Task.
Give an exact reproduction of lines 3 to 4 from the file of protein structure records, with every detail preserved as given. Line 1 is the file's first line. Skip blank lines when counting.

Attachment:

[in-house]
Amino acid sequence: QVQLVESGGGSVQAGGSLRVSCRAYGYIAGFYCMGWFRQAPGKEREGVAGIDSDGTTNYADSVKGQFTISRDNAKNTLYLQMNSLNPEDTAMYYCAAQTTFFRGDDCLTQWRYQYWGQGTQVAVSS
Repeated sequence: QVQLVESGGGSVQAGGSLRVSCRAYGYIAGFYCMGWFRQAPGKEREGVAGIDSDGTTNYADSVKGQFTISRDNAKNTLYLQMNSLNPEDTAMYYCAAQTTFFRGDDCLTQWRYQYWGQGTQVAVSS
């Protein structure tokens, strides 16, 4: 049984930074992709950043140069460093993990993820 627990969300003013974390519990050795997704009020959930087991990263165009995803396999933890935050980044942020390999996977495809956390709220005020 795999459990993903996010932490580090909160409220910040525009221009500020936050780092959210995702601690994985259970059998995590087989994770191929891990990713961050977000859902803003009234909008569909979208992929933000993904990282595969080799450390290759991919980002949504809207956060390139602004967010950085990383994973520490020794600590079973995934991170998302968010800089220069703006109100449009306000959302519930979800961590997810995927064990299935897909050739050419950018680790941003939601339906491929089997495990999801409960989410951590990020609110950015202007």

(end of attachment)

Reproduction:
Repeated sequence: QVQLVESGGGSVQAGGSLRVSCRAYGYIAGFYCMGWFRQAPGKEREGVAGIDSDGTTNYADSVKGQFTISRDNAKNTLYLQMNSLNPEDTAMYYCAAQTTFFRGDDCLTQWRYQYWGQGTQVAVSS
């Protein structure tokens, strides 16, 4: 049984930074992709950043140069460093993990993820 627990969300003013974390519990050795997704009020959930087991990263165009995803396999933890935050980044942020390999996977495809956390709220005020 795999459990993903996010932490580090909160409220910040525009221009500020936050780092959210995702601690994985259970059998995590087989994770191929891990990713961050977000859902803003009234909008569909979208992929933000993904990282595969080799450390290759991919980002949504809207956060390139602004967010950085990383994973520490020794600590079973995934991170998302968010800089220069703006109100449009306000959302519930979800961590997810995927064990299935897909050739050419950018680790941003939601339906491929089997495990999801409960989410951590990020609110950015202007």